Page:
You said “We are proud to say that we’ve not only written the playbook for successfully marketing with content but that we’ve helped global brands master their content strategies with it,”
You mentioned that the model emerged from seven years of successful client implementation – Now given that most of your clients are big enterprise brands, what is the relevance of a model like this for smaller companies / start ups with resource issues? Also will the upcoming series of play books, allow for some kind of self implementation /DIY of the model or will it need consultancy support?
We designed The Contently Maturity Model so that it provides ways for all brands to identify where they belong. Then, depending on where that is, brands have certain benchmarks they can work toward as they become more mature. You don’t need to have a team of 12 to think about what technology you need or how to improve your process. Another thing I like to point out is that though the phases are connected, you don’t have to aspire to reach the final stage: Enterprise Content Operations. We work with plenty of customers who are running incredibly effective programs, and they fall somewhere between phases 1 and 2. Small teams or startups can pull best practices from phase 3 and adapt them so they’re useful for how they work. For the upcoming play book series, each one will include a checklist that outlines best practices and tactics that any team can use, depending on which phase they are in. This approach will help teams focus on certain priorities to achieve program success.
To quote you “Moreover, instead of giving them the space to put a solid foundation in place, there’s often an expectation that content production should start immediately, which means the people involved will have to play catch-up from Day 1”.
Not all companies can afford a comprehensive solution like ContentlyOne – Do you think content marketing is a relevant strategy for smaller brands especially without the tools / platforms such as Contently to measure / track / modify content in the volumes needed to make an impact?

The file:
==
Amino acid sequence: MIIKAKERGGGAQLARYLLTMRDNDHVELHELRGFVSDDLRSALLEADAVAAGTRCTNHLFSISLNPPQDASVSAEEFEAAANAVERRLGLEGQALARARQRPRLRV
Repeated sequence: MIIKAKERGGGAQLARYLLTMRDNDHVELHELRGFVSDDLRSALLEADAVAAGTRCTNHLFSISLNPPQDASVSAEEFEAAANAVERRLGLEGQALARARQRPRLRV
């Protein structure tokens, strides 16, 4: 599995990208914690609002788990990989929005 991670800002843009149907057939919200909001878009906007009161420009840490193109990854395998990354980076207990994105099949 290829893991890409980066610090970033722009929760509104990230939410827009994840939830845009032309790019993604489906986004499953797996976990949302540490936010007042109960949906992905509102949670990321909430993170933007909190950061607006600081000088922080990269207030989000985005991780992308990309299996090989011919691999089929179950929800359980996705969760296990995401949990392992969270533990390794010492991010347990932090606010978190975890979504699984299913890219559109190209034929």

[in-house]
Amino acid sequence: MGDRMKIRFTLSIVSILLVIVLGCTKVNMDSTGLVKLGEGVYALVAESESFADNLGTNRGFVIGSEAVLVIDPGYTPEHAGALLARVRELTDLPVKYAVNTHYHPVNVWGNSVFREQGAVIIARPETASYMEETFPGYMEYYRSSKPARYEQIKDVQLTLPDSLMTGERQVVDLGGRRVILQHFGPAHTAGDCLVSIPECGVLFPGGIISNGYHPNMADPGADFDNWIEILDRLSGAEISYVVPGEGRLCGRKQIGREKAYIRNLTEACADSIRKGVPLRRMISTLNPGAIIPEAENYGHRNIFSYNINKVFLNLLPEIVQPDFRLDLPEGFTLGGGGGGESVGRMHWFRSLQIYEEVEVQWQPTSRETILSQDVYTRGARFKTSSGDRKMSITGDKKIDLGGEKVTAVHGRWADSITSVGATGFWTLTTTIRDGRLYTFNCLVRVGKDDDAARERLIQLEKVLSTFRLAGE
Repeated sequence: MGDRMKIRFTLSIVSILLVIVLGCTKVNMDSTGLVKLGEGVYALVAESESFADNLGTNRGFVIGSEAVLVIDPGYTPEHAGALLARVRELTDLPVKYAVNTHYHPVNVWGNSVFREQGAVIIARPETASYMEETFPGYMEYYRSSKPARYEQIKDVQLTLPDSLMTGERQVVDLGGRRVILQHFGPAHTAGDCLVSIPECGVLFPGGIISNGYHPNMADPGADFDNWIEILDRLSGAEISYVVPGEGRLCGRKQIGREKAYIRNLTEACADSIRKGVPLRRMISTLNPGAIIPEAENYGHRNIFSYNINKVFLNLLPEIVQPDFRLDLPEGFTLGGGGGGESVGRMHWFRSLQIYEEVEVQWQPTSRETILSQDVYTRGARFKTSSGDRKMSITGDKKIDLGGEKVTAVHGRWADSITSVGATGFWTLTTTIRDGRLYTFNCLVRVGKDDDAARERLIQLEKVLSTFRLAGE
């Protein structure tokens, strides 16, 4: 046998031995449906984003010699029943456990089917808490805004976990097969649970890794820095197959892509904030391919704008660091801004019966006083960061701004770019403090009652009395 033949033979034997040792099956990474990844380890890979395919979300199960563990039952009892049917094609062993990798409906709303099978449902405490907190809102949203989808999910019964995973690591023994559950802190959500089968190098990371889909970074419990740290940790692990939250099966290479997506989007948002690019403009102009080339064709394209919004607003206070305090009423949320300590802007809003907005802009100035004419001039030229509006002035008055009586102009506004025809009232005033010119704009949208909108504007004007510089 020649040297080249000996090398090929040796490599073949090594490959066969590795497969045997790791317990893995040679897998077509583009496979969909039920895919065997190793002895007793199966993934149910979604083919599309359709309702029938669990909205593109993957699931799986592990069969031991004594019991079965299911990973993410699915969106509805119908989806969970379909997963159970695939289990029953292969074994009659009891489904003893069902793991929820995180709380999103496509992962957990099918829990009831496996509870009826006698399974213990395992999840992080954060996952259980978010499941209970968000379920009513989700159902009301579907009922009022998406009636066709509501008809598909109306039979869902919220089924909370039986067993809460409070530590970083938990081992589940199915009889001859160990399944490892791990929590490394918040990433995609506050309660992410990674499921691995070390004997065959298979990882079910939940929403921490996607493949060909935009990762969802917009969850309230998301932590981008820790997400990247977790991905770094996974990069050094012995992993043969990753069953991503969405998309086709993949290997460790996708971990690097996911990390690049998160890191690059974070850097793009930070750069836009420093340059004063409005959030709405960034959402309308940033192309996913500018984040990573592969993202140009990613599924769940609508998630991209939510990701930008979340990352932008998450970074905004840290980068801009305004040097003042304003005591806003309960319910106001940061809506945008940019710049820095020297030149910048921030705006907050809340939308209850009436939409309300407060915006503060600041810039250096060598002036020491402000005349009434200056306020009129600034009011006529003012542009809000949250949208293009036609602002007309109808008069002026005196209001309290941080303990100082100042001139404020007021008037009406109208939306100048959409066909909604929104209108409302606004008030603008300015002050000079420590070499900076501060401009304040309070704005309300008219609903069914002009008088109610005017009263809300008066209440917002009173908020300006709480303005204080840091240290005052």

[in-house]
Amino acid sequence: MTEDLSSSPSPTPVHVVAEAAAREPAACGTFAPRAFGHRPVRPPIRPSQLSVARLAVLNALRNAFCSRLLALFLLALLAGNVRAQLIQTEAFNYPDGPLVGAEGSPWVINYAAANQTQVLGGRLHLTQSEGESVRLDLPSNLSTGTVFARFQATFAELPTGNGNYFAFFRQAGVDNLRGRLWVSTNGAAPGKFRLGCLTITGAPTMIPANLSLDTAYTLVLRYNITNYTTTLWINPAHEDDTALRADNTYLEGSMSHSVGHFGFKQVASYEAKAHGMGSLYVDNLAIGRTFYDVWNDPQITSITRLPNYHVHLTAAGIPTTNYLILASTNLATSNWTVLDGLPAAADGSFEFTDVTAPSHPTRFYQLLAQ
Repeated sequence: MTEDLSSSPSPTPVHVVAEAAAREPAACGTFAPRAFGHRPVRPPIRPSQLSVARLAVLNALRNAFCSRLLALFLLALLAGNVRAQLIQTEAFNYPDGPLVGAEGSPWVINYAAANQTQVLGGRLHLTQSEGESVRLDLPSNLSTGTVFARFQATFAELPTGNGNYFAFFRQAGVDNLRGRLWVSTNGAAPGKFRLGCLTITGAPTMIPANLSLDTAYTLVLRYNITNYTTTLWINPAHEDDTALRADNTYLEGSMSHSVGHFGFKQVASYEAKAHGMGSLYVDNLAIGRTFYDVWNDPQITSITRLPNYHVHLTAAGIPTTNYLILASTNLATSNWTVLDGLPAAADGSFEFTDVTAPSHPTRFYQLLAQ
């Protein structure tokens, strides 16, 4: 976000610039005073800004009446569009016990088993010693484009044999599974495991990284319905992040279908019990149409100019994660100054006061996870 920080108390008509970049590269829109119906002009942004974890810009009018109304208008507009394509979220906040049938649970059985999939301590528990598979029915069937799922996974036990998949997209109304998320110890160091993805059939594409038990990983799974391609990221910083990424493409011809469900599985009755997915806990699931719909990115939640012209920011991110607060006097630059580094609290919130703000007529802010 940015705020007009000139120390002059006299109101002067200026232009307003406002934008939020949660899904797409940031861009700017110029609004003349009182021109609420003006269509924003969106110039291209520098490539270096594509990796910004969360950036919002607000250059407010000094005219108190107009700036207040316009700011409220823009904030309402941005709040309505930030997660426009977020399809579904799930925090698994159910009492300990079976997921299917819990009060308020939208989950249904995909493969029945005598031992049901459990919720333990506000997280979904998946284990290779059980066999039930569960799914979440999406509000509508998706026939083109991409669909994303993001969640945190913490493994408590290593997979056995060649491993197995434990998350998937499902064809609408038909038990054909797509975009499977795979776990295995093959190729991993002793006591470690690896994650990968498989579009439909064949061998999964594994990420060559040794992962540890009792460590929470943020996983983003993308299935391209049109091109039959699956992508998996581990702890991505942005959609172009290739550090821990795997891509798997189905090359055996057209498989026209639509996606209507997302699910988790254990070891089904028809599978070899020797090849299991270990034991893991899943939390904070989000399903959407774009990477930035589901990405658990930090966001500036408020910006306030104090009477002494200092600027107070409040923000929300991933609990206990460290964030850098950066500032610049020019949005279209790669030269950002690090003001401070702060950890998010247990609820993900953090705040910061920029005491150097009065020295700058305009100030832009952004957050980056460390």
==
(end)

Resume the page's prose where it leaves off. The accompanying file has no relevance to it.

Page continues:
This question gets at two crucial points. First, having the foundation in place simply means thinking about your program as a long-term endeavor. You can’t start production immediately without planning, regardless of your size or technological capabilities. Additionally, you can’t only think about what it will take to launch a blog and run it for three months. Over the course of the first quarter, you can identify your audience, set goals, and involve your sales team and other subject matter experts early. Build a content plan and settle on a cadence that you can revisit. Think about how you’ll measure success and what will inform how you iterate and optimize. The second part of the question is asking whether you can run a successful program without a strong technology stack. You can in theory, but it will be more difficult. That goes back to taking the time to really build a solid foundation: Do you know how your content will be produced and who needs to be involved? Do teams know what role they’ll play in creating and activating content? Small teams will benefit most from putting processes and structures in place for their content production, which will reduce ambiguity and confusion when you’re in the thick of it. Further we have scaled our solution to allow smaller teams to follow an investment approach that provides the necessary tools needed for initial success within existing budgets. Later on, they can scale the solution as their program matures and expands to more use cases and content teams.